Shosh was also heroized in my mind for the amazing biography she and her sister wrote about their father and his holocaust trauma. I don't know what the name will be in English - but I know she went to NY this September to see about its publication.
February 14, 2003
Yesterday half the people I know were in a panic to get their sealed rooms together or get out of the country before the war begins tomorrow and the other half were totally cool. Today Mufaz says that the war isn't going to start tomorrow and if it does it won't be here - probably. So half of the panicked half has calmed down. I escape into erotica, family matters, food.
Saw another apartment with my daughter - typically Tel Aviv - stoned real estate agent, upset that he was called out of bed at 10 in the morning. It was great apartment in a seedy neighborhood, near the market. And the market was as crowded as usual on a Friday morning, with no strange looks. The only panic I could see was in the eyes of a pigeon who flew into my windshield as I was parked by the market. It flew off stunned, after staring at me in shock, and I was left wondering what possessed a pigeon to screw up like that. A second later the rain came pouring down and I understood its mistake - panic for shelter before the flood. Let that be a lesson to you all , and me of course.
February 15, 2003
THE ROLE OF THE WRITER IN TIMES OF WAR
Laura Bush this week cancelled the poetry reading of Walt Whitman, Emily Dickinson and Langston Hughes in the White House because there were hints it was going to get seditious. But when you're making war that's what poets are supposed to do, raise suspicions, question confidence, reflect alternative ways of thinking.
Even though no government is going to be listening.
In times when we are victimized - however - the function of poetry is to remind people of a reason to live, of an alternative way of thinking, and of the great culture of which they are a part. I have no doubt that in the next few months I will be participating in a series of poetry readings with that in mind - Walt Whitman, Emily Dickinson, Langston Hughes, Haim Nachman Bialik, Nachum Alterman, Rachel Chalfi, Sabena Messag, Rony Sommeck, Asher Reich. Who wants to join me?
AND NOW FOR A FEW WORDS AGAINST THE WAR
Of course I'm against the war in Iraq. But there is nothing easier than being against wars. The problem, as i see it, is that things are never that simple. One thin thread in the tangle: We like to think that George Bush wants to make war because of the oil. There's even a cute joke that was making the rounds way back in September: "We 'SHELL' not 'EXXON'erate Saddam Hussein for his actions. We will 'MOBIL'ize to meet this threat to vital interests in the Persian 'GULF' until an 'AMOCO'ble solution is reached. Our best strategy is to 'BP'repared. Failing that, we 'ARCO'ming to kick your ass."
However, it would be easier and cheaper for him to just ease up on Iraq and get their oil that way. And he doesnt talk about taking over Kuwait and its oil fields. (Oh, why doesn't Israel have oil? or Palestine? Imagine what Gaza would look like if they had one gusher! Or Ashdod for that matter.) So the issue isn't oil. So what is it? Not even the chemical and biological and nuclear weapons in Saddam's possession - but their INTENTIONS. How can you evaluate intentions? Yes, we read Hitler wrong - didn't think he would actually do what he said he would. We read a lot of other tyrants wrong too. But can you make war based on intentions? Well if we had to do it over again we would think Hitler's intentions sufficient reason for bombing the shit out of him. Right? So who was it that said that the problem with life is that we have to live it forward but can only understand it backward?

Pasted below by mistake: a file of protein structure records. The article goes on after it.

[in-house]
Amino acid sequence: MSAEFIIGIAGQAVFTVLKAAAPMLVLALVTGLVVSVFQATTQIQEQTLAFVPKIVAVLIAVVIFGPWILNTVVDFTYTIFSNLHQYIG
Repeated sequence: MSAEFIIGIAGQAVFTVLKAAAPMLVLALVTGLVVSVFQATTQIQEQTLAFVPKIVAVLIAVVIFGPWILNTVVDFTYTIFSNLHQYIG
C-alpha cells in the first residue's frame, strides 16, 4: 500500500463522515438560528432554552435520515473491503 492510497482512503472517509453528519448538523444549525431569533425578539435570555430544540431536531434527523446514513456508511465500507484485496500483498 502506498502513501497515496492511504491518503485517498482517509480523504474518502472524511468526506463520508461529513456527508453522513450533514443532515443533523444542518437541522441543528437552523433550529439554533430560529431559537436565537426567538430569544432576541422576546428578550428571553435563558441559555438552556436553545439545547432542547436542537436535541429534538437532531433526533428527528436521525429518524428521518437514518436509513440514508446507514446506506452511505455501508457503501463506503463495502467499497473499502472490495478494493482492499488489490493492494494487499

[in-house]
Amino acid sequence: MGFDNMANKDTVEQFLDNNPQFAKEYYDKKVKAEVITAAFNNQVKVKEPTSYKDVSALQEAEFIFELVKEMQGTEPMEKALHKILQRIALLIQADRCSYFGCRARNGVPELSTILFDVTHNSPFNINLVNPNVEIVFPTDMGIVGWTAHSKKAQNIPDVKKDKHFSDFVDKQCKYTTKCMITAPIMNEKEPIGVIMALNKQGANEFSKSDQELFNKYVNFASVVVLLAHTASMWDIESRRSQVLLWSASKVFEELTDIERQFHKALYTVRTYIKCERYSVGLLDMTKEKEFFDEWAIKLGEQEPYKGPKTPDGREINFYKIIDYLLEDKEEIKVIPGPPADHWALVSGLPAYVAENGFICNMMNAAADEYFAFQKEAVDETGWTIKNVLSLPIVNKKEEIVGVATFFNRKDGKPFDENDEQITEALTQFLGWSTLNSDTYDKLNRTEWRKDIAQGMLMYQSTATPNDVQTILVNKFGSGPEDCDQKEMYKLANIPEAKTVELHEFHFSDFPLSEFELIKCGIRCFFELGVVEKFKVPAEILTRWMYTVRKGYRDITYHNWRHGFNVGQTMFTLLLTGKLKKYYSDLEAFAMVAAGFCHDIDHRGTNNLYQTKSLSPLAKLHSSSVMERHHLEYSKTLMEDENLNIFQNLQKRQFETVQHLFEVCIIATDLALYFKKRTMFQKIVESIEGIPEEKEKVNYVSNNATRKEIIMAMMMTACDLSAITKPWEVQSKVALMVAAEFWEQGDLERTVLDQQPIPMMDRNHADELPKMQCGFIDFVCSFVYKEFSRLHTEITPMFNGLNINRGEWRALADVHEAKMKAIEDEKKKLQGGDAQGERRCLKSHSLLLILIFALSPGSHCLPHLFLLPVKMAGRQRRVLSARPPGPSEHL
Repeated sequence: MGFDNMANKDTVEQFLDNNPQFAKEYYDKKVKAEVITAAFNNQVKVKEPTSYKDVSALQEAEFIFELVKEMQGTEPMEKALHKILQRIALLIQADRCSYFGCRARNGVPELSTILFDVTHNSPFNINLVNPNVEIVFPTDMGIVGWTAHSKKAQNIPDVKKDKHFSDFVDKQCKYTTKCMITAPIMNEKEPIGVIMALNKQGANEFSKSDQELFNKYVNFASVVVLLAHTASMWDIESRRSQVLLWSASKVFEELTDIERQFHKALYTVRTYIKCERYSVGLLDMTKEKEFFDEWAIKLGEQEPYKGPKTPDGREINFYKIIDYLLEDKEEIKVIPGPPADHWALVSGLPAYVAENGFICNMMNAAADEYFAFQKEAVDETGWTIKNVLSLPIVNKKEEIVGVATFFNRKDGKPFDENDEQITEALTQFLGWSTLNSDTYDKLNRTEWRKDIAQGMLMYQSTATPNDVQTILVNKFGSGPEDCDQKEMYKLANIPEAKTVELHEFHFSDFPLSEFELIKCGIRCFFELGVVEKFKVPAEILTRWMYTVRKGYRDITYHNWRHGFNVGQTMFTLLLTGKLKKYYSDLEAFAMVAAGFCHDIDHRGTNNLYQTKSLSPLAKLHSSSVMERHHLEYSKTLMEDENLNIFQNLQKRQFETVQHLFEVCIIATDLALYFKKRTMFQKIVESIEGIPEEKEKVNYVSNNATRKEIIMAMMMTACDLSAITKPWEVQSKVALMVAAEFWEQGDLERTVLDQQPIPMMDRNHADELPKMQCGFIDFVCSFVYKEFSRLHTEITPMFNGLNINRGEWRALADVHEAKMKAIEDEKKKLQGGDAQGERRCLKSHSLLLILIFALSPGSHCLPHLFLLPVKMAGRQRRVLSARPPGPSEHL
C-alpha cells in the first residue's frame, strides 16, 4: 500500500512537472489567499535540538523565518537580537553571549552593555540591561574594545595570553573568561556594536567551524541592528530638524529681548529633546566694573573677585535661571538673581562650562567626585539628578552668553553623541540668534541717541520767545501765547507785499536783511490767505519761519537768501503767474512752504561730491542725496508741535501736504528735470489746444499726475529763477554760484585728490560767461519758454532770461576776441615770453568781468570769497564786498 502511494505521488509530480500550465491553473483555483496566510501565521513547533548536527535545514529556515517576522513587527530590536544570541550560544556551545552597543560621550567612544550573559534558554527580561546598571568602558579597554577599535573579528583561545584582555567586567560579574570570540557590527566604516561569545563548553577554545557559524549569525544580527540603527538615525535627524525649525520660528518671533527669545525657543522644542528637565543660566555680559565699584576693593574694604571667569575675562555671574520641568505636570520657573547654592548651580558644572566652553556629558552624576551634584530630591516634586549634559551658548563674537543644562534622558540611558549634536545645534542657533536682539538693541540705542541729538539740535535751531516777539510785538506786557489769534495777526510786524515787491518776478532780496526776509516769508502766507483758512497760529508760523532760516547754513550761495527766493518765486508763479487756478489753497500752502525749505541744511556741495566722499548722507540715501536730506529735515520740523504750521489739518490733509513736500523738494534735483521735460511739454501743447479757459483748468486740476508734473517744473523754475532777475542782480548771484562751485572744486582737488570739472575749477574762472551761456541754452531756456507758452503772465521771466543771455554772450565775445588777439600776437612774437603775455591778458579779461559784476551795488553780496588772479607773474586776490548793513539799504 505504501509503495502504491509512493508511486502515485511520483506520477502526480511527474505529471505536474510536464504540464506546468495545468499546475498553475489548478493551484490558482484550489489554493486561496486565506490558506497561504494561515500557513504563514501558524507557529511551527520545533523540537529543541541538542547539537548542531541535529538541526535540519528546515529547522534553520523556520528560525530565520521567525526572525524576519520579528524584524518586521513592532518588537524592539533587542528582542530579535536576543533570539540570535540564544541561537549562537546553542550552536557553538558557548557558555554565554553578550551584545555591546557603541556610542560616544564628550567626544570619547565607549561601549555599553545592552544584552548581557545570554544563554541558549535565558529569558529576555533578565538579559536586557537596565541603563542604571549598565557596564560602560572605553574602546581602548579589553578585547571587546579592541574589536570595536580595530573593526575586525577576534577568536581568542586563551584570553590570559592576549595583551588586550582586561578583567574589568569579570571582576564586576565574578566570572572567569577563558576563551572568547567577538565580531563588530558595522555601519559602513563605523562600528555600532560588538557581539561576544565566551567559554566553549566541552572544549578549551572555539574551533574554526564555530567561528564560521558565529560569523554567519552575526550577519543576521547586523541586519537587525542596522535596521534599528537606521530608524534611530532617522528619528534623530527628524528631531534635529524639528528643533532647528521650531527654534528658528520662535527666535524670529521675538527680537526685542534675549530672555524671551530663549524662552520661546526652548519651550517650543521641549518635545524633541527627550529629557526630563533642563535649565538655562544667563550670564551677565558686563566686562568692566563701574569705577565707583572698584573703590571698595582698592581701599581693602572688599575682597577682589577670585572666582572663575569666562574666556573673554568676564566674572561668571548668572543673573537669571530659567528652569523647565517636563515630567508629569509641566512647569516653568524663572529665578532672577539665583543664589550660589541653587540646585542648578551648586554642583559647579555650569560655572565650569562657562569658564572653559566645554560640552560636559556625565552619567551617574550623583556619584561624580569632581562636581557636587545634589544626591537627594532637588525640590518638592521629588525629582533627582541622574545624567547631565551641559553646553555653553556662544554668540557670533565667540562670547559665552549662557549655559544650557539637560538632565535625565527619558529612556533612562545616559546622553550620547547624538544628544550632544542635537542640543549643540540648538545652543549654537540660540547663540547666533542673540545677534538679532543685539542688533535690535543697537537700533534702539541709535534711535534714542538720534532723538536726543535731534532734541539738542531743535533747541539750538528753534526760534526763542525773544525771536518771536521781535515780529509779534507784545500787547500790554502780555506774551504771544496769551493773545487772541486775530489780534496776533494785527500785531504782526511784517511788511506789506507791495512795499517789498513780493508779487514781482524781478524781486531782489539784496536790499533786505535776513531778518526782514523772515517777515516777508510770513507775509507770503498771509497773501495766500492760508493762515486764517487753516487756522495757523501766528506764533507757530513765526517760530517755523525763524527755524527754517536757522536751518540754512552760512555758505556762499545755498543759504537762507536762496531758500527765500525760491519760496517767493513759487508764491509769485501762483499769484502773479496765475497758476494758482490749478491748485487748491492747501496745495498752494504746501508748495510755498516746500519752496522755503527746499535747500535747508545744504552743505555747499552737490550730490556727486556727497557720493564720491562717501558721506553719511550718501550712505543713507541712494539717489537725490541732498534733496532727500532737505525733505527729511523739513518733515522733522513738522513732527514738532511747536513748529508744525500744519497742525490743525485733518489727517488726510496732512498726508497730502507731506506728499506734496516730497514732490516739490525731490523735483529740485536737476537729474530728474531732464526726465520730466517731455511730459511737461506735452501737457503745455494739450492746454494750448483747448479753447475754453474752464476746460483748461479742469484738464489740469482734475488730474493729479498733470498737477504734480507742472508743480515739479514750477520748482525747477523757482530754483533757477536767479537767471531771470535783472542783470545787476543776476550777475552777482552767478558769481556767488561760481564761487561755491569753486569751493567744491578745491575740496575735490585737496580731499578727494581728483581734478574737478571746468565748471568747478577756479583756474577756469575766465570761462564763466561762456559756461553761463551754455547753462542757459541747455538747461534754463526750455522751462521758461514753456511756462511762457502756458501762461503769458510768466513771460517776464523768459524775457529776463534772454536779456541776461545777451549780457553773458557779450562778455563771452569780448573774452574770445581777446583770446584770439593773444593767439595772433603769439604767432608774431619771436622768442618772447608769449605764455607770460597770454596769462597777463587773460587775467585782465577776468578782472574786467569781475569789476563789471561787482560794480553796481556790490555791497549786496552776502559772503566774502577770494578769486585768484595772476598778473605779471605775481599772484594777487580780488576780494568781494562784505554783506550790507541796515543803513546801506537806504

One other issue here - i believe that whether Bush makes war or not, any cooperation Saddam has shown with the UN has been because of the saber rattling of Bush and Blair. And the anti-war demonstrations just fuck up the effect of that. In fact, in the long run, it may well be that these demonstrations weaken the chances of solving the situation without war. So - to Chanita who asked me the question a few minutes ago - I will not be going to the anti-war demonstration in Tel Aviv tonight.
Anyway, I'm tired from the experience of this afternoon - an instance of guerilla culture in Tel Aviv. You go to a neighborhood that is so seedy it almost looks bombed out. On the whole street there's one storefront with a little light on. Outside there's a bouncer. In the window you can see two girls at a table with tickets. You go in. You go into a room, then another room - with some food on a counter, then another room where they're selling second hand clothes, artsy bags, hoemmade bracelets, etc. then a big room where a hundred people are sitting on tires or standing and someone is performing. When we walked in there was a stand-up comic who also danced and sang. I have no idea what her name was but she was great - and she talked about the 'situation' about language about love etc. Then Oren and his band went on - He sang his greatest hits, including "The Great State of Texas," I kvelled, and everyone went out for beer in the shopping room. If there's a war tonight no one know about it there.
Why is it guerilla? because it's cheap, flexible, movable, and not dependent on big machinery or money for the arts. That's what we need in times like this.